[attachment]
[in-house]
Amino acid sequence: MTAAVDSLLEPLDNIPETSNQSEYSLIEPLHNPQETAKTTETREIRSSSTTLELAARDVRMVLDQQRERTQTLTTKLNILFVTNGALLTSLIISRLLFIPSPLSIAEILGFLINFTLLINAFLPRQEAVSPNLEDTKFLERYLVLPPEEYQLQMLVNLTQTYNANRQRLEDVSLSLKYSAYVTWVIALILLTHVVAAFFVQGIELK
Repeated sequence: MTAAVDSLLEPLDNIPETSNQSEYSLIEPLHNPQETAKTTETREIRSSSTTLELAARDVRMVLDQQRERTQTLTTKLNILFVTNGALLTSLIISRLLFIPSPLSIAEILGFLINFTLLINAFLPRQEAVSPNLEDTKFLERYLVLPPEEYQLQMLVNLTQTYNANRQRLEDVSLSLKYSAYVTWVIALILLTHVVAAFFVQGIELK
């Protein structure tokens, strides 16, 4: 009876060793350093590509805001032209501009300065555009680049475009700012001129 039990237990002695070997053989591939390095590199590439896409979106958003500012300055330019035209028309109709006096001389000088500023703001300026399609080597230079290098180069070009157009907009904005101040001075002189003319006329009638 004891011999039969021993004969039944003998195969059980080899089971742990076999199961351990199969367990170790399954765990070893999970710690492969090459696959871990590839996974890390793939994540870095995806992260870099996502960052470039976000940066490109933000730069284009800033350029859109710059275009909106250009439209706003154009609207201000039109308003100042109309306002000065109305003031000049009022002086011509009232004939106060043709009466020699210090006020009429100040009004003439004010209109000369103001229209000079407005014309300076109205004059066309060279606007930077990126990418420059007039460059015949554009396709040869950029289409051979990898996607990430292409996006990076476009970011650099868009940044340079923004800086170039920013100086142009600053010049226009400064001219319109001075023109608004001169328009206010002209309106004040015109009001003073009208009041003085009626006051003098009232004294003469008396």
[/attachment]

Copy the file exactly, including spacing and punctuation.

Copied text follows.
[in-house]
Amino acid sequence: MTAAVDSLLEPLDNIPETSNQSEYSLIEPLHNPQETAKTTETREIRSSSTTLELAARDVRMVLDQQRERTQTLTTKLNILFVTNGALLTSLIISRLLFIPSPLSIAEILGFLINFTLLINAFLPRQEAVSPNLEDTKFLERYLVLPPEEYQLQMLVNLTQTYNANRQRLEDVSLSLKYSAYVTWVIALILLTHVVAAFFVQGIELK
Repeated sequence: MTAAVDSLLEPLDNIPETSNQSEYSLIEPLHNPQETAKTTETREIRSSSTTLELAARDVRMVLDQQRERTQTLTTKLNILFVTNGALLTSLIISRLLFIPSPLSIAEILGFLINFTLLINAFLPRQEAVSPNLEDTKFLERYLVLPPEEYQLQMLVNLTQTYNANRQRLEDVSLSLKYSAYVTWVIALILLTHVVAAFFVQGIELK
């Protein structure tokens, strides 16, 4: 009876060793350093590509805001032209501009300065555009680049475009700012001129 039990237990002695070997053989591939390095590199590439896409979106958003500012300055330019035209028309109709006096001389000088500023703001300026399609080597230079290098180069070009157009907009904005101040001075002189003319006329009638 004891011999039969021993004969039944003998195969059980080899089971742990076999199961351990199969367990170790399954765990070893999970710690492969090459696959871990590839996974890390793939994540870095995806992260870099996502960052470039976000940066490109933000730069284009800033350029859109710059275009909106250009439209706003154009609207201000039109308003100042109309306002000065109305003031000049009022002086011509009232004939106060043709009466020699210090006020009429100040009004003439004010209109000369103001229209000079407005014309300076109205004059066309060279606007930077990126990418420059007039460059015949554009396709040869950029289409051979990898996607990430292409996006990076476009970011650099868009940044340079923004800086170039920013100086142009600053010049226009400064001219319109001075023109608004001169328009206010002209309106004040015109009001003073009208009041003085009626006051003098009232004294003469008396």